4. Background of staff

Manufaturing is a very old industry and has developed for centuries. ERP is a mixture of industury and computer science and only has developed decades. There are lots of new concept and technologies in ERP which are different from traditional manufacturing. So it takes long time and a great sums of money to let the staff of manufacturing understand the new concept and apply the new systems.  

Basically, ERP system is a kind of software. So the most of the system developers and consultants have the background of computer science or IT. It is a hard work to make these IT workers to understand the processes and requirements during the production without engineering background knowledge. In the implementation, there always be a lot of time wasted on the communication between the two backgrounds. Thus, there is a need of someone have both knowledge of engineering and experience of the information systems. 

5. High cost

No matter the ERP system or other information systems have a rather high price. It would take a lot of money to implement, operate and maintain the systems, especially in manufacturing industry. For SMEs, they cannot offer these expenses. So they need a simple and cheaper solution for their business which would not be so powerful but fix their current problems and keep the potential of development in the future. 

All in all, it is a greater challenge to implement ERP system in manufacturing than in other business.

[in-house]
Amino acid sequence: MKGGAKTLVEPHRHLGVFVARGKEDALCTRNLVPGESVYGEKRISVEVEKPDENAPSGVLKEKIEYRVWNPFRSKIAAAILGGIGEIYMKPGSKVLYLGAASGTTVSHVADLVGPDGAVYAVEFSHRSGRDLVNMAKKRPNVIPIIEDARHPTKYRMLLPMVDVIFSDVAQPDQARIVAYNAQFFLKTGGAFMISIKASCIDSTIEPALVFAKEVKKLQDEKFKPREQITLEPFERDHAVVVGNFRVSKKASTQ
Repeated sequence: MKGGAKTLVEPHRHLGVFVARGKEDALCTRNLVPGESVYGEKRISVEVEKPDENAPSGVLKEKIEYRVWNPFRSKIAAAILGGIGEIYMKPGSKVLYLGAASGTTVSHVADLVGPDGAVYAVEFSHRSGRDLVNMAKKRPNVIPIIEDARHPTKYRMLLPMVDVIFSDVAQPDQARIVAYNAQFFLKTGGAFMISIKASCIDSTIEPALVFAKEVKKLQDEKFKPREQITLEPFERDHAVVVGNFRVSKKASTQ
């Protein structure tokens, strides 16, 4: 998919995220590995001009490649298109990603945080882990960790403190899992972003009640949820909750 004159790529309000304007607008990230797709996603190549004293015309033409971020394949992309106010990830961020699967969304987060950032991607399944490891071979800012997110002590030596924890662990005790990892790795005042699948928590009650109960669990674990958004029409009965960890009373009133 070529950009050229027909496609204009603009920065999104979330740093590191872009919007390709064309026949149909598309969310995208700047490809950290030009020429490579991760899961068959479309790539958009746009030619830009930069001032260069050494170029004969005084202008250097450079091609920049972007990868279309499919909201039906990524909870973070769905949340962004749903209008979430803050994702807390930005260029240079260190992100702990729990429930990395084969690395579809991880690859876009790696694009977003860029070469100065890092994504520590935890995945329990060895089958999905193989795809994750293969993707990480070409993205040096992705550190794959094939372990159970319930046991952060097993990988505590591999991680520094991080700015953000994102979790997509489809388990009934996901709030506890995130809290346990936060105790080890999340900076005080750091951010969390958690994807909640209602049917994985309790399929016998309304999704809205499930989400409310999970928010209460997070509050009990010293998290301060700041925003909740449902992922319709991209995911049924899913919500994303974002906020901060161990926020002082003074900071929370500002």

April 24, 2011

ERP Simulation Game

Writing about web page

when I was doing my first degree, I have the opportunity to get involved in the competition of ERP simulation. there's no much difference between the simulation we have experienced in WMG course except it's based on software. everyone has been assigned a job role as part of the team, motivatively, each of us was entitled as one department manager which including financial,purchasing,storage,CRM,manufacturing and marketing, which covered all the major taches of the operation of a company. In one decade time, every company has to optimize the allocation of  resources and strain company strategies by forcasting the market trend and the movement of competitors.Its not quite a win-win game but a win-or-die combat. as an interactive,experienced and artificial tutoring system,is featured comprehensive,practicable,simulating and interesting. From this game, ive realized the importance of the information flow and taking a broader view in terms of the integeration of the whole company.

  • Gain These Benefits from SAP ERP Simulation by Baton Simulations:

  • Significantly increased user acceptance and adoption of SAP.
  • Improved understanding of the integrated nature of SAP and the power of collaboration.
  • Increased knowledge of basic navigation and operation of SAP.
  • Enhanced business acumen and sharper decision making skills.

you can download it from here